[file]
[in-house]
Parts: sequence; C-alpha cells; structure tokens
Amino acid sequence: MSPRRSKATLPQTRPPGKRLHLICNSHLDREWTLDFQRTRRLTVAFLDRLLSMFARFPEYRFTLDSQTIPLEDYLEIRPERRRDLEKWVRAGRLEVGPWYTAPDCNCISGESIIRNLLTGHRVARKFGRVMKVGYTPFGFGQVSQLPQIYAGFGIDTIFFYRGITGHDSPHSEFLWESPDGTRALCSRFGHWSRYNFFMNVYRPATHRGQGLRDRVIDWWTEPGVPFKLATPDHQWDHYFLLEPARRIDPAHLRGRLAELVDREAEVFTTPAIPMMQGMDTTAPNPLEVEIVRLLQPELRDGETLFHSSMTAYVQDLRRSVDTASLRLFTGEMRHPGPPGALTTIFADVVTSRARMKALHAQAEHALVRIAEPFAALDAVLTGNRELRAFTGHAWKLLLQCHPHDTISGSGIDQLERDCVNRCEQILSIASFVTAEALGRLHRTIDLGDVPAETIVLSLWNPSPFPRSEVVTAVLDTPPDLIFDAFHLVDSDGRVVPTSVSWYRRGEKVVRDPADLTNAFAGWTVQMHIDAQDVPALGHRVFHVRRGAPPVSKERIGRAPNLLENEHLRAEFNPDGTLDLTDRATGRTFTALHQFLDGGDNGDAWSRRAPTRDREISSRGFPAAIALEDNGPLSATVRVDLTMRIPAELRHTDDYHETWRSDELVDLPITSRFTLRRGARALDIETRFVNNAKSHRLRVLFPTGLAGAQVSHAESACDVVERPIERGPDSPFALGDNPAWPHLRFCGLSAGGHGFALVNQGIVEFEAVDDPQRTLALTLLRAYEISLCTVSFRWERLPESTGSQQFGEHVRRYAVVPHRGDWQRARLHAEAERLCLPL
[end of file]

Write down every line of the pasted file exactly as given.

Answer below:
[in-house]
Parts: sequence; C-alpha cells; structure tokens
Amino acid sequence: MSPRRSKATLPQTRPPGKRLHLICNSHLDREWTLDFQRTRRLTVAFLDRLLSMFARFPEYRFTLDSQTIPLEDYLEIRPERRRDLEKWVRAGRLEVGPWYTAPDCNCISGESIIRNLLTGHRVARKFGRVMKVGYTPFGFGQVSQLPQIYAGFGIDTIFFYRGITGHDSPHSEFLWESPDGTRALCSRFGHWSRYNFFMNVYRPATHRGQGLRDRVIDWWTEPGVPFKLATPDHQWDHYFLLEPARRIDPAHLRGRLAELVDREAEVFTTPAIPMMQGMDTTAPNPLEVEIVRLLQPELRDGETLFHSSMTAYVQDLRRSVDTASLRLFTGEMRHPGPPGALTTIFADVVTSRARMKALHAQAEHALVRIAEPFAALDAVLTGNRELRAFTGHAWKLLLQCHPHDTISGSGIDQLERDCVNRCEQILSIASFVTAEALGRLHRTIDLGDVPAETIVLSLWNPSPFPRSEVVTAVLDTPPDLIFDAFHLVDSDGRVVPTSVSWYRRGEKVVRDPADLTNAFAGWTVQMHIDAQDVPALGHRVFHVRRGAPPVSKERIGRAPNLLENEHLRAEFNPDGTLDLTDRATGRTFTALHQFLDGGDNGDAWSRRAPTRDREISSRGFPAAIALEDNGPLSATVRVDLTMRIPAELRHTDDYHETWRSDELVDLPITSRFTLRRGARALDIETRFVNNAKSHRLRVLFPTGLAGAQVSHAESACDVVERPIERGPDSPFALGDNPAWPHLRFCGLSAGGHGFALVNQGIVEFEAVDDPQRTLALTLLRAYEISLCTVSFRWERLPESTGSQQFGEHVRRYAVVPHRGDWQRARLHAEAERLCLPL